Looking Delicious

September 17th, 2014 by Andre Marquez Architects

“Three-quarters of consumers say going to a restaurant with family and friends is a better use of their leisure time than cooking and cleaning up.” (National Restaurant Association’s 2014 Restaurant Industry Pocket Factbook – http://ow.ly/BwUPb)

Whether for business, pleasure, or convenience, eating out has become a normal part of everyday life. In the US, with its myriad chains, local coffee shops, and five-star chef owned and operated venues, the choices seem never-ending.

Like the difference between a gourmand (a lover of good food) and an epicure (one with sensitive and discriminating tastes especially in food or wine)… dining out encompasses very varied experiences… from McDonald’s (for the young gourmand) to Spain’s El Bulli (recently reopened as a foundation and food lab).

Here in the United States, restaurants have become fixtures of the landscape, and essential components of any respectable commercial development. According to restaurant industry’s QSR magazine, “Shopping centers across the country are investing, turning to food as a way to lure guests back… The role of food in a mall is important and will continue to be.” (http://www.qsrmagazine.com/reports/new-food-court)

Once upon a time, the theory was that restaurant designers focused their work on selecting colors which supposedly made people eat more. The advent of the outrageously expensive minimalist meal and the prospect of way too many restaurants painted ketchup red and mustard yellow led to a revisiting of this theory.

Realistically (and some would add, sadly), the decision of where you eat today has as much to do with ambiance and location as it does with the food. This is why restaurant designers have to take into account not just what food is being served (Sushi bar or line kitchen?), but also who the potential, ideal diner is.

For some examples, let’s look at the 2006 Superior Achievement in Design and Imaging awards (SADI). Au Bon Pain’s Pembroke, Massachusetts location, designed by Sasaki Associates, Inc. demonstrates this approach. Seating options include private booths, a lounging area, as well as hard seating on stools at the food bar. Small stands allow for self-service selection of anything from fresh fruit to chip bags. This establishment obviously caters to the casual diner, looking for a fast paced, energy driven environment.

A more dramatic example is provided by the Atrium Champagne Bar designed in 2013 by Foster + Partners. Located in the lobby of the ME Hotel in London, with minimal furnishings and decorated by jellyfish projections on the walls, this space exudes elegance and exclusivity.

Think of your favorite lunch time restaurant, and consider whether it is also your favorite place for night time dining. Restaurant designers today work closely with owners, investors and chefs to bring to life not only their own vision, but the vision of those they hope to serve.

In our own architecture firm, we have had opportunity to help bring some of these visions to life. A local sub chain needed a new identity. For years the franchise owners subscribed to the “anything goes” style. Shop owners were not given interior design guidelines, other than kitchen fixtures and operating practices. A new color scheme and finish standards, were used to create a unique international brand.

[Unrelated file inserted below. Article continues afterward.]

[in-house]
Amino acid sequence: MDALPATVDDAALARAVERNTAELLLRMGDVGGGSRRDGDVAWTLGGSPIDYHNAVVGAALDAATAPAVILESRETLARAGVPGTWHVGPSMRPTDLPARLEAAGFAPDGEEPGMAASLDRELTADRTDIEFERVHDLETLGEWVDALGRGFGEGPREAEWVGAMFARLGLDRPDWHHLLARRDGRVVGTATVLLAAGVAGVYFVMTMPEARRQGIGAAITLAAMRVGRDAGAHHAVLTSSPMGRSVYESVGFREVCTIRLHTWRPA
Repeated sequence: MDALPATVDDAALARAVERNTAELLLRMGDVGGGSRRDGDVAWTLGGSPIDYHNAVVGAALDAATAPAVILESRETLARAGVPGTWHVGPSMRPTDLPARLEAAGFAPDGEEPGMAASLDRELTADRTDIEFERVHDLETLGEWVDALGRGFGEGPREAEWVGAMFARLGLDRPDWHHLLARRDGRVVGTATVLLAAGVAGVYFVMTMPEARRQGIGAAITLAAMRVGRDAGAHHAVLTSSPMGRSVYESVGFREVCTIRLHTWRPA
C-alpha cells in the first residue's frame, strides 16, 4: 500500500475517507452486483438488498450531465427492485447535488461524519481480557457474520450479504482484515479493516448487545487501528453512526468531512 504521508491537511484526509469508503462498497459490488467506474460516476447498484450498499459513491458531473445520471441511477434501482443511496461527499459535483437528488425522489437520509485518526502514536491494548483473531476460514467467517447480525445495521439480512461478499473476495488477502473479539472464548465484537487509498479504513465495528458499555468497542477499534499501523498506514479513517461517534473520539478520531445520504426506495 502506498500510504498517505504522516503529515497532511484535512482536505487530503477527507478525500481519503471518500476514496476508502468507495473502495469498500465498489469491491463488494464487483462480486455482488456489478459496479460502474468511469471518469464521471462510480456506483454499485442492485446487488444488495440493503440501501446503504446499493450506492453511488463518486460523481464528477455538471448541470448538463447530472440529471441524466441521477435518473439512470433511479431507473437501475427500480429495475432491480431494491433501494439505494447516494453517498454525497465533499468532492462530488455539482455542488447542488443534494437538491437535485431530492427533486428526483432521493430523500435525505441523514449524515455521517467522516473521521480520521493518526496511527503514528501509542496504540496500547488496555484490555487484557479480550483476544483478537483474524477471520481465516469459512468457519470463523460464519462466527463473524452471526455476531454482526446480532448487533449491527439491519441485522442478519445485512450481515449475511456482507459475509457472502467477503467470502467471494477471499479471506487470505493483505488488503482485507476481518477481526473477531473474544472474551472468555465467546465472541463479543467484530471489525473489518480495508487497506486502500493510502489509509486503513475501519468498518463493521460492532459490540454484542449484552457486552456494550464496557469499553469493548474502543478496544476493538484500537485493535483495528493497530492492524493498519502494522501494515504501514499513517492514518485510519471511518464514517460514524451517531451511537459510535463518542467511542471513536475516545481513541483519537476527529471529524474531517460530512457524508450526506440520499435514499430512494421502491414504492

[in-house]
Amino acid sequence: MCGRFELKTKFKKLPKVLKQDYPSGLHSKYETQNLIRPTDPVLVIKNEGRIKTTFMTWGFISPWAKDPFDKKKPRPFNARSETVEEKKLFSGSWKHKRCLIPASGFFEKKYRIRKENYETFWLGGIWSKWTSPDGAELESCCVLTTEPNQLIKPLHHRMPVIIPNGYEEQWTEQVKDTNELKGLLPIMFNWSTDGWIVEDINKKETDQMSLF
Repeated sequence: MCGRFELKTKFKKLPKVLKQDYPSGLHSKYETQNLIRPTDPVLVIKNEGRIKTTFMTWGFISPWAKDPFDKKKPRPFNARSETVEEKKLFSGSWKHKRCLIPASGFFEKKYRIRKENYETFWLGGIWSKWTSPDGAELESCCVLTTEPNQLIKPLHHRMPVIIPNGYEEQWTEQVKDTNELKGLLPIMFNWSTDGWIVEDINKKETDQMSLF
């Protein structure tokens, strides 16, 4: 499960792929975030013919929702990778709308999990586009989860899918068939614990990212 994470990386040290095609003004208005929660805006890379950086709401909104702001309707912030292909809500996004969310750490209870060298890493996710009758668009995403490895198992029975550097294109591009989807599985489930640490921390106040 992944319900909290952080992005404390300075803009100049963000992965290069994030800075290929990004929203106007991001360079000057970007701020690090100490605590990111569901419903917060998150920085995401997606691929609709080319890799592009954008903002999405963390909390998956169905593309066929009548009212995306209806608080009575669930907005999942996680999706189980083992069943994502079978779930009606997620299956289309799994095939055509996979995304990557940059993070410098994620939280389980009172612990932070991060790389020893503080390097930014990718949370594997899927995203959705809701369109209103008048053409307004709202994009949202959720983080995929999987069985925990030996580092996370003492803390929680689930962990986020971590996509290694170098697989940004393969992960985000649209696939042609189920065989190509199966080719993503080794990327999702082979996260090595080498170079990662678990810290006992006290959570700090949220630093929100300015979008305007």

In Old Towne, Portsmouth, Virginia, the old (abandoned) Woolworth building was transformed into Roger Brown’s Restaurant and Sports Bar. With separate areas for large screen event viewing, a large bar with smaller screens for livelier, social interaction, and a “fine dining” quieter area, this restaurant has been a key player in the revitalization of its historic Portsmouth neighborhood. Patrons include young people coming to watch “the game,” couples, looking to sit by the wood burning fireplace, or groups of friend enjoying some ribs, beer and people-watching on the outdoors terrace (http://www.rogerbrowns.com).

This leads us to the ever important real estate mantra, location, location, location; to which we would add, synergy, synergy, synergy. In today’s market, who’s around you may be as important to your success as your street address.

How does this affect eating establishments? It depends on which establishment you are talking about. For a new restaurant trying to appeal to the business lunch crowd, high visibility, easy access, and convenient parking are a must. For the chef looking to attract the high end epicure, the availability of enough space for the requisite large kitchen and wine cellar, are essential.

Having said that, for the well known chef, the “if you build it they will come” (and spread the word) tag trumps the visibility (and location) card. This is the case of Sidney Meek’s Stove the Restaurant in out of the way Port Norfolk, Portsmouth VA (http://www.stoverestaurant.com).

The U.S. restaurant scene continues to grow, and sales of $683.4 billion are projected for 2014. As we have seen, location, design, clear targeting of patrons, in addition to food quality and variety, all combine to increase the chances of success for new restaurants.

Guten Appetit! Bon appetite! ¡Buen provecho!

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